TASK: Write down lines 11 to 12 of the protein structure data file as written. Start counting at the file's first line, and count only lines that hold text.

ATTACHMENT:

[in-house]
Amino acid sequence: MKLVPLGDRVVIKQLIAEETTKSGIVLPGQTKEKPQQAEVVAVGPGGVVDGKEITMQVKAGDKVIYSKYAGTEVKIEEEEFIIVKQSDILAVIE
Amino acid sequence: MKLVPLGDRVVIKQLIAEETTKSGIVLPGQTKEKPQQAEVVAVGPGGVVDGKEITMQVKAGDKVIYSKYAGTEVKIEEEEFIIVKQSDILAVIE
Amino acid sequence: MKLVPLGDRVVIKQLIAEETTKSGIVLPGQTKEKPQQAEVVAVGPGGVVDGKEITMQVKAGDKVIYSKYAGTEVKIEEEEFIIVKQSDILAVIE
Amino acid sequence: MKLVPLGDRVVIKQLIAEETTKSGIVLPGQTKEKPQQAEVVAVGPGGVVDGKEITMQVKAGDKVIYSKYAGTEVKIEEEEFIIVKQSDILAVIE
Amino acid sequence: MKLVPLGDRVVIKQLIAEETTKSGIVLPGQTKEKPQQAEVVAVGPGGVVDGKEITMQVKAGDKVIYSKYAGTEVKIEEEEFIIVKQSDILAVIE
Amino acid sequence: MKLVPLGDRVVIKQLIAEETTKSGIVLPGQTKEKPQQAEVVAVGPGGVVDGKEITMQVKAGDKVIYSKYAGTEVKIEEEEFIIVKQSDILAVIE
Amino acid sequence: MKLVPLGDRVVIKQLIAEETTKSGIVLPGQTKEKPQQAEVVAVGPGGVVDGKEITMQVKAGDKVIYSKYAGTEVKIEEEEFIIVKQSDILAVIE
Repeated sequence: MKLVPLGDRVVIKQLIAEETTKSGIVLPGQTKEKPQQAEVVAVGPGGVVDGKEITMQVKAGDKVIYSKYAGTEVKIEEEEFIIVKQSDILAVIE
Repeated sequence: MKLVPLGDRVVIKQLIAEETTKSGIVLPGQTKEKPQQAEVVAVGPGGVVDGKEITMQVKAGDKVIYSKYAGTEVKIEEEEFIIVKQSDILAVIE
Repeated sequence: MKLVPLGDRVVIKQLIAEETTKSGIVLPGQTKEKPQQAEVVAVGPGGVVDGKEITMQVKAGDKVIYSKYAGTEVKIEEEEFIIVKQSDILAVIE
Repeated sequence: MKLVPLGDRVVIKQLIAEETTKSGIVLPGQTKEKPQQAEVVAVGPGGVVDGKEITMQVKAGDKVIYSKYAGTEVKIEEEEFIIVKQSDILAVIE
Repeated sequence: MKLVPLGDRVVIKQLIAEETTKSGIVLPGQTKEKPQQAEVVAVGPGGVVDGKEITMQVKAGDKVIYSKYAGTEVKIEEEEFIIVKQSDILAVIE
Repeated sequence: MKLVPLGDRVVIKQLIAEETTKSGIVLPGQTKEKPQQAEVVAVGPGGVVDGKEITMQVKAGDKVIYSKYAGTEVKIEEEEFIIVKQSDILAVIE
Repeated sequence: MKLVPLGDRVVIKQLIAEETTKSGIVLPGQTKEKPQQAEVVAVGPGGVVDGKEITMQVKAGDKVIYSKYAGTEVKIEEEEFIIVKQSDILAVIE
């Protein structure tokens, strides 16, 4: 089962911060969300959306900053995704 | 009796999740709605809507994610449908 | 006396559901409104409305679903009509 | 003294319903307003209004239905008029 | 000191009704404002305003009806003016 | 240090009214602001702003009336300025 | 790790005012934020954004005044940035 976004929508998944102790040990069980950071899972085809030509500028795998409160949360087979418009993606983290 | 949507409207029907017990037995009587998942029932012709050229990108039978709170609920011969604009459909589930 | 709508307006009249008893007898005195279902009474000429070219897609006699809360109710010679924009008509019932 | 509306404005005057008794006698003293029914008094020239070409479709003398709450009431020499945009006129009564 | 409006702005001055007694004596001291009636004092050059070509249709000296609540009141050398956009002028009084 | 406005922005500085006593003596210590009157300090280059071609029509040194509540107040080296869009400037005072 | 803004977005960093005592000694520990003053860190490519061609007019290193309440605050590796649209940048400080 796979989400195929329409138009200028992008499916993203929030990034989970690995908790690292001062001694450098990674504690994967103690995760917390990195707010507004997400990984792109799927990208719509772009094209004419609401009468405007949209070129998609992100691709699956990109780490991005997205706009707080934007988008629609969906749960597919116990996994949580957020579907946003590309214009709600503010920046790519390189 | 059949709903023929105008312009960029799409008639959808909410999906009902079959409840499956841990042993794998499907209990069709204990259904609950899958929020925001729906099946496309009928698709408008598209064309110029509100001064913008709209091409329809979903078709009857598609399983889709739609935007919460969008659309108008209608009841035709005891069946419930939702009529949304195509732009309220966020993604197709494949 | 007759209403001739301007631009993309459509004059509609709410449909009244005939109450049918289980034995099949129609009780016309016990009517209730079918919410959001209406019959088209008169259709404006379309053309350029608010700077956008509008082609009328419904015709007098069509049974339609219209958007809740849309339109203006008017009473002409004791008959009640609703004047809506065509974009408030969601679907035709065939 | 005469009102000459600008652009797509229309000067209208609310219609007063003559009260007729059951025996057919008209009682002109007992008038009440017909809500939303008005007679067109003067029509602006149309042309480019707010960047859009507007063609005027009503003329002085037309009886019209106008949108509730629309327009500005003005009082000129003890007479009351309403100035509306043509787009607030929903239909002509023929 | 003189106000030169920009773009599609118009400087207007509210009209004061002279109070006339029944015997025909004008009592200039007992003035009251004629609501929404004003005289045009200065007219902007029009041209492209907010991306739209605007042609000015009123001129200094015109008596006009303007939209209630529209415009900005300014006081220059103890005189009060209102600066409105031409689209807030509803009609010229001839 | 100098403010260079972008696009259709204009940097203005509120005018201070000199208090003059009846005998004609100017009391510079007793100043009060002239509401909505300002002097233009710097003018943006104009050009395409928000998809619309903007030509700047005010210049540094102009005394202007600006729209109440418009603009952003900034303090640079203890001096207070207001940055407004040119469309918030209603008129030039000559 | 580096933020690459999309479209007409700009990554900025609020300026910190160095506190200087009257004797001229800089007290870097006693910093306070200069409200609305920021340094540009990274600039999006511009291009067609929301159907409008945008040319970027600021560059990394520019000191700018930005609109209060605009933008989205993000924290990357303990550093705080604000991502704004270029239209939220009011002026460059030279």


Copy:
Repeated sequence: MKLVPLGDRVVIKQLIAEETTKSGIVLPGQTKEKPQQAEVVAVGPGGVVDGKEITMQVKAGDKVIYSKYAGTEVKIEEEEFIIVKQSDILAVIE
Repeated sequence: MKLVPLGDRVVIKQLIAEETTKSGIVLPGQTKEKPQQAEVVAVGPGGVVDGKEITMQVKAGDKVIYSKYAGTEVKIEEEEFIIVKQSDILAVIE